From the developer of the popular Majesty series comes a 4X turn-based strategy game that takes some of the best elements of previous games in the genre and adds some twists. Your goal? To build up your empire, explore the interesting land, find secret portals and of course – handle any opposition that comes your way.
Page 1 – Introduction & Mechanics
The great land of Ardania seeks a powerful mage to build a bustling empire and command an army feared by others – are you in?
When I first caught a glimpse of Warlock: Master of the Arcane, I thought it was an expansion pack for Sid Meier’s Civilization V – and I’m sure I’m not alone. On the surface, both games look undeniably similar, and even the mechanics for the most-part match up. But while the main Civilization series focuses on real-world events, landmarks and rulers, Warlock is pure fiction.
I think it’s safe to say that if you enjoy either Warlock or Civilization, you’ll likely enjoy the other – but it’s important to not dive into Warlock expecting its refinement to be on par with Civilization’s.
As much as I’d love to cease all mention of Civilization V from this point on, it’s too difficult. Warlock might take a lot of cues from Master of Magic and is based on the world created in the Majesty series, but on the surface and with its mechanics, Warlock has a lot more in common with Civilization V. For those not familiar with either Civ or MoM, Warlock is a 4X turn-based strategy game that implements fog of war, uses hex tiles and has you build up your empire from scratch.
Whereas Civilization‘s research tree focuses on real-world technology, Warlock’s is all magic-based. At the get-go, you’ll choose which skills to learn or improve, and continue choose a path after a set amount of turns. Of the magic in the game, there are two categories; Perks and Spells. Perks are bonuses to your empire, while spells are offensive and defensive skills.
The magic system found here might appear simple at first, but it in fact requires a lot of planning and understanding. There are buffs (and debuffs) that can be applied to single units, and other buffs and debuffs that are meant for cities. If you focus in one type of magic too much, it might hinder your ability to properly accomplish your goals later.
In addition to straight offensive skills like “Firestorm”, “Ice Ring” and “Shadow Bolt”, there are various summons that can be used as well. Fortunately, these summons can be placed on any tile you desire – as long as you’ve uncovered it. Without this ability, some battles would be made much more difficult.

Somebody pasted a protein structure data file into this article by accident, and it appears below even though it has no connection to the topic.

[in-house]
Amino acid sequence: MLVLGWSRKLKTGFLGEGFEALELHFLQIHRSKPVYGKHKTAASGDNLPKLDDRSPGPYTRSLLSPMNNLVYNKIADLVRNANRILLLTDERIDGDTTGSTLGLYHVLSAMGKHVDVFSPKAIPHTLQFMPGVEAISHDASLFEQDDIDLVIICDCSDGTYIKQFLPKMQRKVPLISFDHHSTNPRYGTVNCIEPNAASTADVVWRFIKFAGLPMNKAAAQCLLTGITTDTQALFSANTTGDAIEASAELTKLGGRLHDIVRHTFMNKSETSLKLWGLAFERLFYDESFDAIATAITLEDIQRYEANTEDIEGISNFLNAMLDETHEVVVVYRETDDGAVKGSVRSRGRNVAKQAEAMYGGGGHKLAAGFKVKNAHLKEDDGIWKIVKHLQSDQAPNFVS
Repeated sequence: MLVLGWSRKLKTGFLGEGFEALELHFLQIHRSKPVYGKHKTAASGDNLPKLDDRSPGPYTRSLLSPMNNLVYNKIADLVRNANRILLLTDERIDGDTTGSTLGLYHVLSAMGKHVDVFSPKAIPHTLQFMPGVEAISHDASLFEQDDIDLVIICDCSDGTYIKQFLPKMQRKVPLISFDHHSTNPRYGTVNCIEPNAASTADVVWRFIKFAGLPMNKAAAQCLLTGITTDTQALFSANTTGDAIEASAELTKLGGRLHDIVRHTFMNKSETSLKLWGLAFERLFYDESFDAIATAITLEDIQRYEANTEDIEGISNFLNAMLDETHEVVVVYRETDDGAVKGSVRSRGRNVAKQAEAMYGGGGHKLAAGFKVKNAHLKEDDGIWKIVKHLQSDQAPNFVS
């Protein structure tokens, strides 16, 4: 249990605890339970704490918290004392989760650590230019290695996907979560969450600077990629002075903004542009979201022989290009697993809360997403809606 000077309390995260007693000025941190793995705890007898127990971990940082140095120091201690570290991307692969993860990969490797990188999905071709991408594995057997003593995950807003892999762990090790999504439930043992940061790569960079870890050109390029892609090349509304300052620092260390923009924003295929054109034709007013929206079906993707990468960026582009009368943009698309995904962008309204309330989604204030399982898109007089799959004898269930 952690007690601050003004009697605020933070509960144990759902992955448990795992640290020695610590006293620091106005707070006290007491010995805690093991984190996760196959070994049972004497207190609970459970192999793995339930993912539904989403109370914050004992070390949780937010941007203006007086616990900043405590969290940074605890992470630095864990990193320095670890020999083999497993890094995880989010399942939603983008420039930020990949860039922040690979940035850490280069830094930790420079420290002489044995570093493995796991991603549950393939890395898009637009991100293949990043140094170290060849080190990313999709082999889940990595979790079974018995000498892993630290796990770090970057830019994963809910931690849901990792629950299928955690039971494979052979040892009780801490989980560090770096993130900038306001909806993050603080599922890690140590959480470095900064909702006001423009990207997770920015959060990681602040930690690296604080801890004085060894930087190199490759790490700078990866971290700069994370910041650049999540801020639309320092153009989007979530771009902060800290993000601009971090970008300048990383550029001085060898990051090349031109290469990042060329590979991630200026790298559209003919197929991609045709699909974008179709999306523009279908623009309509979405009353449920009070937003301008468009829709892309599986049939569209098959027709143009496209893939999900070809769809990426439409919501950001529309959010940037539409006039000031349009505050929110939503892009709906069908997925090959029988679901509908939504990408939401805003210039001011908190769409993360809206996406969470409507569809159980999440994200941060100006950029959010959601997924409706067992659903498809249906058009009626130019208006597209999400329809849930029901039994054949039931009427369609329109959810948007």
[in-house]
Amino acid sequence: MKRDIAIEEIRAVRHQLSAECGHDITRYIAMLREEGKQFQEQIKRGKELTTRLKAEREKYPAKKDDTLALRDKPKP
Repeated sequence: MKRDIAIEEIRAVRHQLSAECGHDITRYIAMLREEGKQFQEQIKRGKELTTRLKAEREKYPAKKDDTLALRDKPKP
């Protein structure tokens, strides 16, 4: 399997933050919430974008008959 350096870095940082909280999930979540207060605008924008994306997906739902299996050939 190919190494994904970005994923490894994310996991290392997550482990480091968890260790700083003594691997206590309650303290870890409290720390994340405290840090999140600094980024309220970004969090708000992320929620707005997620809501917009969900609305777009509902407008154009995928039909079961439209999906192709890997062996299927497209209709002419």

Many of the actions in Warlock are based on three possible things: population, resources and turns. Learning new magic is based on a number of turns and your research resources, while buildings require a certain population or pre-requisite building – both of which require a certain number of turns to accomplish. A turn requirement also applies to casting spells, so even with a boatload of mana, you can’t expect to deplete it in one go.
Resource management consists of food, mana (for using spells), research points (for learning new spells) and gold. Various things built inside of your empire can give bonuses to any one of these resources, and there are special tiles around the map where special buildings can be constructed to gain access to unique resources.
An interesting mechanic Warlock implements is a quest system, where quests can be given to you at any time either by a random person or a god. These can range from building a specific building to taking out monsters or another empire; most quests offer rewards that make the hassle worthwhile. You are able to refuse a quest, but doing so to a god-given request can lower the respect that god has for you (which can lead to obvious repercussions).
Like most RPGs, you can level up your troops and earn valuable gold by killing random monster spawns. These spawns can offer up some of the most difficult challenges Warlock has to offer. If you’re taking on a single unit, things are sure to be fine, but if you encounter a large group of monsters, that’s when you better hope your army is built-up. Some spawns contain a mini-boss monster as well which, if unprepared, can take out an entire unit in one shot.
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Rob founded Techgage in 2005 to be an 'Advocate of the consumer', focusing on fair reviews and keeping people apprised of news in the tech world. Catering to both enthusiasts and businesses alike; from desktop gaming to professional workstations, and all the supporting software.